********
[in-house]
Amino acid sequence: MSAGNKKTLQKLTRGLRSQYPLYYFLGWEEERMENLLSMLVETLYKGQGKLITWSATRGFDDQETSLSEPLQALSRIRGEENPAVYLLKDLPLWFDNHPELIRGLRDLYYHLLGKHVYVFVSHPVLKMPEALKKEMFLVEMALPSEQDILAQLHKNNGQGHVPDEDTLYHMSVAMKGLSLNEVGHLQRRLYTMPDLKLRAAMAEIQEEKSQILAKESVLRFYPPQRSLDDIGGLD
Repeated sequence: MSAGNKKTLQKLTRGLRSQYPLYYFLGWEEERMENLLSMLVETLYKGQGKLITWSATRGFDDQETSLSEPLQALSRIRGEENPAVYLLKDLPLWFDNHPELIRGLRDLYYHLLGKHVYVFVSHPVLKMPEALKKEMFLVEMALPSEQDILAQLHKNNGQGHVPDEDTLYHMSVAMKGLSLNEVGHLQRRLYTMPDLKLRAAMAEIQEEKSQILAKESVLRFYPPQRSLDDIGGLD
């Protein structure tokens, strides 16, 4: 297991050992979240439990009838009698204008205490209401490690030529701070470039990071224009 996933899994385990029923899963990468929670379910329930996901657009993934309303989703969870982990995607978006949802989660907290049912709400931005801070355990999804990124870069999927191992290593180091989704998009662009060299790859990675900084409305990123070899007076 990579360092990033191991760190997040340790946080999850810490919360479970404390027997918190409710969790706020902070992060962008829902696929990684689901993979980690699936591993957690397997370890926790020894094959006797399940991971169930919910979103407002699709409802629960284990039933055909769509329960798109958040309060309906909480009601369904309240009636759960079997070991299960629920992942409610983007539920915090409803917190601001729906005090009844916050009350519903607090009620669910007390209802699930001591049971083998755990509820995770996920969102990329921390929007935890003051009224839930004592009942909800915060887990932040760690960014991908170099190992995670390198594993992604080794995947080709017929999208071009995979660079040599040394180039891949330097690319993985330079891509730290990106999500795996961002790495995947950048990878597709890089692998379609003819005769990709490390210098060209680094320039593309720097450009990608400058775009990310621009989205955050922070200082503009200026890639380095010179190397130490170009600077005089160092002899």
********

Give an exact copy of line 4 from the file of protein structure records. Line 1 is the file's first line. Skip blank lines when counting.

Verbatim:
């Protein structure tokens, strides 16, 4: 297991050992979240439990009838009698204008205490209401490690030529701070470039990071224009 996933899994385990029923899963990468929670379910329930996901657009993934309303989703969870982990995607978006949802989660907290049912709400931005801070355990999804990124870069999927191992290593180091989704998009662009060299790859990675900084409305990123070899007076 990579360092990033191991760190997040340790946080999850810490919360479970404390027997918190409710969790706020902070992060962008829902696929990684689901993979980690699936591993957690397997370890926790020894094959006797399940991971169930919910979103407002699709409802629960284990039933055909769509329960798109958040309060309906909480009601369904309240009636759960079997070991299960629920992942409610983007539920915090409803917190601001729906005090009844916050009350519903607090009620669910007390209802699930001591049971083998755990509820995770996920969102990329921390929007935890003051009224839930004592009942909800915060887990932040760690960014991908170099190992995670390198594993992604080794995947080709017929999208071009995979660079040599040394180039891949330097690319993985330079891509730290990106999500795996961002790495995947950048990878597709890089692998379609003819005769990709490390210098060209680094320039593309720097450009990608400058775009990310621009989205955050922070200082503009200026890639380095010179190397130490170009600077005089160092002899």